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UI researchers study postpartum anxiety, depression

IOWA CITY, Iowa -- Doctors know that depression after pregnancy is fairly common, affecting as many as 10 to 15 percent of women who give birth. Less attention, however, has been given to women who suffer anxiety after giving birth, according to University of Iowa researchers who studied postpartum anxiety among Iowa women.

In a study published in the July issue of the Journal of Nervous and Mental Disease, Scott Stuart, M.D., UI assistant professor of psychiatry, and colleagues from the UI and Iowa State University report that anxiety's effects on the mother and child can be just as serious as depression, can occur as late as months after giving birth and sometimes overlap with postpartum depression symptoms.

"A fair number of women experience postpartum depression or anxiety and shrug it off as part of being a parent, or ignore it for fear that they may be criticized for not handling motherhood properly," Stuart said. "Often the depression or anxiety comes after the first child because the new mother doesn't have the previous experience with which to compare it."

Stuart and his colleagues studied 107 women across Iowa who had recently given birth, none of whom sought treatment for depression or anxiety. The women were selected randomly from state birth records. The average age of the women in the study was 31 years old. All were married, and 46.5 percent were having their first child.

The women completed psychological questionnaires that measure depression and anxiety at 14 and 30 weeks after giving birth. The researchers found the prevalence of anxiety among the mothers was 8.7 percent at 14 weeks and 16.8 percent at 30 weeks postpartum. The prevalence of depression was measured at 23.3 percent at 14 weeks and 18.7 percent at 30 weeks postpartum. These prevalence rates are comparable to findings from previous studies, the researchers noted.

A number of women in the study did not develop anxiety or depression for as many as seven months after giving birth, Stuart said, but there is no single explanation as to why women become depressed or anxious in the weeks or months after delivery.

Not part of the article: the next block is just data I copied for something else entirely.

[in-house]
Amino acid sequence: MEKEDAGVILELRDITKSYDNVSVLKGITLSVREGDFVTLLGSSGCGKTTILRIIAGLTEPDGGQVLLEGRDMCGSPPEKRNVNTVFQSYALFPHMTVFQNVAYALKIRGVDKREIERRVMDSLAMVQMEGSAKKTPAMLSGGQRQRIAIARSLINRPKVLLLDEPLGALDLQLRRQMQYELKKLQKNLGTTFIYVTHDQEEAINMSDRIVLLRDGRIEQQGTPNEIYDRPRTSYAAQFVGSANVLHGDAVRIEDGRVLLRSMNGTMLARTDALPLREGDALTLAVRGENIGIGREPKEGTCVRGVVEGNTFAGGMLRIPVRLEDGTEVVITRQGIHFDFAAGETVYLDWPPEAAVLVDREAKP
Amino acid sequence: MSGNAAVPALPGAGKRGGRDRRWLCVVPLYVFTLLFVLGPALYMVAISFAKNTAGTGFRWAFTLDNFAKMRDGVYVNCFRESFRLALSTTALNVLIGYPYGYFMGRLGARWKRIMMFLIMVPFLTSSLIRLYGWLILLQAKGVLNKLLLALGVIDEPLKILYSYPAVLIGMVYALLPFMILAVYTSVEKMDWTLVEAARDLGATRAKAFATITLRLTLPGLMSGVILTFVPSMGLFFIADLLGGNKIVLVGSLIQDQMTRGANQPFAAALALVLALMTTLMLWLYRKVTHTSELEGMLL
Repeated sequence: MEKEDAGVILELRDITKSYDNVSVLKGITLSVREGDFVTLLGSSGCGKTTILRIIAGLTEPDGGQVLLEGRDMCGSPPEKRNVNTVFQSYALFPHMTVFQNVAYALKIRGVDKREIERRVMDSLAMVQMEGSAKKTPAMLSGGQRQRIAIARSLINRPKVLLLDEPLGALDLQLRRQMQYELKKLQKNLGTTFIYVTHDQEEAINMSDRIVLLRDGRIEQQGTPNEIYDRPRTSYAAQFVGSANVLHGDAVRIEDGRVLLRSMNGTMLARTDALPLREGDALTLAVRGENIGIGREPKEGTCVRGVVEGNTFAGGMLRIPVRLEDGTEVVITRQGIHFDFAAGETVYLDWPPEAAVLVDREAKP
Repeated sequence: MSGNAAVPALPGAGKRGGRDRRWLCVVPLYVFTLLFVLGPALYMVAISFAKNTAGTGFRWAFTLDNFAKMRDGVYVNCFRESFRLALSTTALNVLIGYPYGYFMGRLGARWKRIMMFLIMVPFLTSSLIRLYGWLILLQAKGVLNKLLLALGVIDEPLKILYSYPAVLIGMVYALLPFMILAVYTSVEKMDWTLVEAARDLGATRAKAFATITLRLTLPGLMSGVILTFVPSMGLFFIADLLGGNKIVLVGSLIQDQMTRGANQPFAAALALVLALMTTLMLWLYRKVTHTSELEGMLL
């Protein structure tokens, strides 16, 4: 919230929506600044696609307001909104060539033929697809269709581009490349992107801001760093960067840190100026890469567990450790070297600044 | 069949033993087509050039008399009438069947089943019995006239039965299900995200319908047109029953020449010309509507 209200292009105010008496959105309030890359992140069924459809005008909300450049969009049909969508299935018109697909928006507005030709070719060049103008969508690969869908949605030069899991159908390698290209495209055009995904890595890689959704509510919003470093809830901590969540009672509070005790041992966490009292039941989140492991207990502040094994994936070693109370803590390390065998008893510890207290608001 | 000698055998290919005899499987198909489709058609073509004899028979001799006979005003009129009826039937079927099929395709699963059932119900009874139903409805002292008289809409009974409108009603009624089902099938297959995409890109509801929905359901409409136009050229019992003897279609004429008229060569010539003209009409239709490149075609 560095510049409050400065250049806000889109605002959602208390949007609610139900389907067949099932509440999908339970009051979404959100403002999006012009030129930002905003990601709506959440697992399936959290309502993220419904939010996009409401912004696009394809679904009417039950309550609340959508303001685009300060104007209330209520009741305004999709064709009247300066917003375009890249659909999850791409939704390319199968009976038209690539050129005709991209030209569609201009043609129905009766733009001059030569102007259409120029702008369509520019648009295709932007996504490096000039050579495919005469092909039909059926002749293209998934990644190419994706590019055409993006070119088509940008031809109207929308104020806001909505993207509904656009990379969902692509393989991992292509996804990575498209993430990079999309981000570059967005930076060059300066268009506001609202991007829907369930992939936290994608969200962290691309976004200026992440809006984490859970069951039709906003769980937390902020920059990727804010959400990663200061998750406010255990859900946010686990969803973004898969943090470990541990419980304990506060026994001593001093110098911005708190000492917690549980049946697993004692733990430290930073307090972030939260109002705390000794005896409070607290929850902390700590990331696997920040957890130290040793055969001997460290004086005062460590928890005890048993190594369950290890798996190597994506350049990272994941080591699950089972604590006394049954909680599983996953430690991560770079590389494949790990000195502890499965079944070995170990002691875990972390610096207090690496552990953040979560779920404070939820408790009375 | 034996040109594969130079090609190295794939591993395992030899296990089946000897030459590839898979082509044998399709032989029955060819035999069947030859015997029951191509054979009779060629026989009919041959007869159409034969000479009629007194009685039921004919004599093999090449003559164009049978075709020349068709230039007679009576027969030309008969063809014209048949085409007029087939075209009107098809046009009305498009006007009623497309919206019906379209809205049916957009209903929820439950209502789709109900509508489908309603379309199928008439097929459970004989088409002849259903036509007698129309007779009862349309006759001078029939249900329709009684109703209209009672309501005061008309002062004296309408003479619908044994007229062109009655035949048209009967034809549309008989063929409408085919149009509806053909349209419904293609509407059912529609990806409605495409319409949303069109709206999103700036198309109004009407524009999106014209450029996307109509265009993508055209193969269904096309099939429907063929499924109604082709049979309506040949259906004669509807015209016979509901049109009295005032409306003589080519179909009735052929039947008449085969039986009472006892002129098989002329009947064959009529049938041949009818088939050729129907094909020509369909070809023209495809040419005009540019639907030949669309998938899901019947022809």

"It depends on how life circumstances change and how those affect what's going on," he said. "For example, a woman may give birth to her first child and things go smoothly for the first few weeks. However, after her maternity leave is up and she prepares to go back to work, childcare issues become more salient and the conflict between working and staying home becomes greater. There are a lot of different factors that can trigger anxiety or depression."

The researchers also found a strong correlation between anxiety symptoms and concurrent depressive symptoms, meaning that some women may experience both depression and anxiety during the postpartum period.

"My feeling is that postpartum depression and anxiety is underdiagnosed and undertreated," Stuart said. "In part, this is due to the fact that some women are not aware they should seek help for these conditions. Additionally, some parents and doctors have concerns about the safety of antidepressant medicine for mothers who are breastfeeding."

Stuart noted that recent studies, however, indicate that commonly prescribed antidepressants are safe for mothers who are breastfeeding. "Once the child is around 10 weeks old, it's relatively safe to use these medications," he said. "There have been some concerns with benzodiazapines, which are drugs commonly used for anxiety. These medications are probably best avoided during breastfeeding. Most of the proven antidepressants also work well for treating anxiety, however. Overall, the potential problems are far outweighed by the known effects of postpartum depression to the mother and child."

Psychotherapy is another option. Stuart and his colleagues have completed a study on interpersonal psychotherapy and postpartum depression. The results, which the researchers will publish, are very promising, he noted.

Whatever the treatment, doctors should screen mothers for depression or anxiety during routine postpartum check-ups, Stuart said. "Our studies show that postpartum anxiety or depression is quite common. Mothers need to know that safe, effective treatments are available."

9/4/98